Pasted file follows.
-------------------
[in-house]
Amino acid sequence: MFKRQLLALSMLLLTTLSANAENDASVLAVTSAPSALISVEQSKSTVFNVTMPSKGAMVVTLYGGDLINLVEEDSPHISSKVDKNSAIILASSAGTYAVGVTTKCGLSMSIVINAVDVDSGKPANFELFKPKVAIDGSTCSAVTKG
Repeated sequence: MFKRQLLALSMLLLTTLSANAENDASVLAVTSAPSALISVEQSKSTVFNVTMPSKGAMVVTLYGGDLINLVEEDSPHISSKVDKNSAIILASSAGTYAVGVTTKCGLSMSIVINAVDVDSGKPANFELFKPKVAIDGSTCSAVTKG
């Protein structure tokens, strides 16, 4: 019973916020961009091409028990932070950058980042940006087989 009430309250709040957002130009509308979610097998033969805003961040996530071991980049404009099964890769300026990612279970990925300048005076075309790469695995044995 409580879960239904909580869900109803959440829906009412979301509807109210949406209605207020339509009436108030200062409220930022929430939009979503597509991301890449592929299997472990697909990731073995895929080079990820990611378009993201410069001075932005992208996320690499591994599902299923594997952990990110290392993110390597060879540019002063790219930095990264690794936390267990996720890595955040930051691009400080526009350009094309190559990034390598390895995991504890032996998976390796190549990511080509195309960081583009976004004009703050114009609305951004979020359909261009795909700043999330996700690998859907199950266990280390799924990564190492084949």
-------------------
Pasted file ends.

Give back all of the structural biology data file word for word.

[in-house]
Amino acid sequence: MFKRQLLALSMLLLTTLSANAENDASVLAVTSAPSALISVEQSKSTVFNVTMPSKGAMVVTLYGGDLINLVEEDSPHISSKVDKNSAIILASSAGTYAVGVTTKCGLSMSIVINAVDVDSGKPANFELFKPKVAIDGSTCSAVTKG
Repeated sequence: MFKRQLLALSMLLLTTLSANAENDASVLAVTSAPSALISVEQSKSTVFNVTMPSKGAMVVTLYGGDLINLVEEDSPHISSKVDKNSAIILASSAGTYAVGVTTKCGLSMSIVINAVDVDSGKPANFELFKPKVAIDGSTCSAVTKG
């Protein structure tokens, strides 16, 4: 019973916020961009091409028990932070950058980042940006087989 009430309250709040957002130009509308979610097998033969805003961040996530071991980049404009099964890769300026990612279970990925300048005076075309790469695995044995 409580879960239904909580869900109803959440829906009412979301509807109210949406209605207020339509009436108030200062409220930022929430939009979503597509991301890449592929299997472990697909990731073995895929080079990820990611378009993201410069001075932005992208996320690499591994599902299923594997952990990110290392993110390597060879540019002063790219930095990264690794936390267990996720890595955040930051691009400080526009350009094309190559990034390598390895995991504890032996998976390796190549990511080509195309960081583009976004004009703050114009609305951004979020359909261009795909700043999330996700690998859907199950266990280390799924990564190492084949």